UART – Universal Asynchronous Receiver-Transmitter
Universal Asynchronous Receiver-Transmitter, pronounced as u-art, is a computer hardware component used to handle asynchronous serial communication. Every computer has a UART chip that handles the incoming and outgoing network traffic.
Practically, the ‘net’ internet speed not only depends on “how fast your modem is”, but also on the data handling capacity of the UART chip installed in your computer system. If the data handling capacity of UART chip is less than what you modem supports, it will result in a bottleneck for your system.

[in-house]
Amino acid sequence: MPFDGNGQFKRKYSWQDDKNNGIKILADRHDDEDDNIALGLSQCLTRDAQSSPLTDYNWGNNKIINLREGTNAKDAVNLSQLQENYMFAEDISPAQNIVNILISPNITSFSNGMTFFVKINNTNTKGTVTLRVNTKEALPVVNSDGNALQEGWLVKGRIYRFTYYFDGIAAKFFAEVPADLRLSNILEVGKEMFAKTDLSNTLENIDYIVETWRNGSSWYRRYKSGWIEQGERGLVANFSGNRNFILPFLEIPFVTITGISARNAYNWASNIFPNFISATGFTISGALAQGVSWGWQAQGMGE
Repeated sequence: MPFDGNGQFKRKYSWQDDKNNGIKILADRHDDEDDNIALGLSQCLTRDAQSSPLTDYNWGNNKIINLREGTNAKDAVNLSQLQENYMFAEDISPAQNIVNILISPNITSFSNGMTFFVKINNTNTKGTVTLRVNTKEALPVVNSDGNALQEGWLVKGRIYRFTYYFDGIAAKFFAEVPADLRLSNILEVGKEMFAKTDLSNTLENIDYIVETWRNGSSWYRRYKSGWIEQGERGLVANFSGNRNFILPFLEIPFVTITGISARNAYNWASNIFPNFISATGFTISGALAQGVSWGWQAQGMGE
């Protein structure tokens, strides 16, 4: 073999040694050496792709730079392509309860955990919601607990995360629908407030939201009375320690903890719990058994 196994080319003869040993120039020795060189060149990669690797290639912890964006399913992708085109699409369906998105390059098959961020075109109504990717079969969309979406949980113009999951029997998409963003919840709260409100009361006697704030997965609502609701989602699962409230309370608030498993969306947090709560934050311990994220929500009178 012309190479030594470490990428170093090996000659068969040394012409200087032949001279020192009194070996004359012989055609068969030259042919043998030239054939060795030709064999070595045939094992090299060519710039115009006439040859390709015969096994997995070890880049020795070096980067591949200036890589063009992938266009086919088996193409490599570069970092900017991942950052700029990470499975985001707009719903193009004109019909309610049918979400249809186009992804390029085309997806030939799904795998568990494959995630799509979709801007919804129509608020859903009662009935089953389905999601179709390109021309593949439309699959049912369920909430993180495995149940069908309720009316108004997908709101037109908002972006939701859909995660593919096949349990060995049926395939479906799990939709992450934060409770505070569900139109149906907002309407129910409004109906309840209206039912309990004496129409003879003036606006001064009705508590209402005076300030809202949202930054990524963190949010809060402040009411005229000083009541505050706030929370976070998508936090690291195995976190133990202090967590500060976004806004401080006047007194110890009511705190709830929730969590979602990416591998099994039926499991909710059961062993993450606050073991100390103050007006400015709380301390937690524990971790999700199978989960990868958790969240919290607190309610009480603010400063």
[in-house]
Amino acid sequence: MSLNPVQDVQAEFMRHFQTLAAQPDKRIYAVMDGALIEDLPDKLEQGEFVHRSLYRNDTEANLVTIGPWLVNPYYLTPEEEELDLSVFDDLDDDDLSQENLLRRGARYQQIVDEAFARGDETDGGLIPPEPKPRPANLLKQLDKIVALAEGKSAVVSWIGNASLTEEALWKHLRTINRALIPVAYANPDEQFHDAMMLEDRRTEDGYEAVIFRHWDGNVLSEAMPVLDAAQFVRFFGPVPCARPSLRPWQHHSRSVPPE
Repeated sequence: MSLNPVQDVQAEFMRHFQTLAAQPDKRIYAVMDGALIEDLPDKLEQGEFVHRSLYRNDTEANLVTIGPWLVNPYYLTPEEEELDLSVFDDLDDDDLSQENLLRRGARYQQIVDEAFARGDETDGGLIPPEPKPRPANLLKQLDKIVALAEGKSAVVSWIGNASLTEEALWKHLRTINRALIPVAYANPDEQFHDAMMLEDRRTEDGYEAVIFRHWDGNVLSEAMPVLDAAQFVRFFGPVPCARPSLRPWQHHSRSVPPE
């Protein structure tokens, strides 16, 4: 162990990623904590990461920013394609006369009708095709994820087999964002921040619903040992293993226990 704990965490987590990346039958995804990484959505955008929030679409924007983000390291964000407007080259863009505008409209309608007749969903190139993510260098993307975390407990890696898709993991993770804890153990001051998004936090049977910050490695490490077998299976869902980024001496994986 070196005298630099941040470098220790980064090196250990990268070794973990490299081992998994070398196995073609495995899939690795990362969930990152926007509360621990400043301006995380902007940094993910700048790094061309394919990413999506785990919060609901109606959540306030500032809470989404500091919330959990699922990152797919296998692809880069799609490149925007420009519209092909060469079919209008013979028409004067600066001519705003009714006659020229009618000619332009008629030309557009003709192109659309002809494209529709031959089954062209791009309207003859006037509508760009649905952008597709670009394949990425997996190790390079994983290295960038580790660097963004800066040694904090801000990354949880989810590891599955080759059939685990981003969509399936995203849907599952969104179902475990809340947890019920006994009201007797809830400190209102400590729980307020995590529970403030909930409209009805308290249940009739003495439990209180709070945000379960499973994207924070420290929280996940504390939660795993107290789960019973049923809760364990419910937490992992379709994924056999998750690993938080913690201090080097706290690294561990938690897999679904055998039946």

How does a UART chip work
The device takes data from a computer system in the form of bytes (Parallel), breaks it into bits (Serial) and forwards it to the modem. At the receiving end, the receiver’s modem sends the data to the UART chip installed on the receiver’s computer system. The chip then combines this series of bits into bytes.
As the name suggests, Universal Asynchronous Receiver-Transmitter is used to handle Asynchronous communication. There is another version of a UART chip known as USART (universal synchronous/asynchronous receiver/transmitter). It handles both synchronous as well as asynchronous data transmission.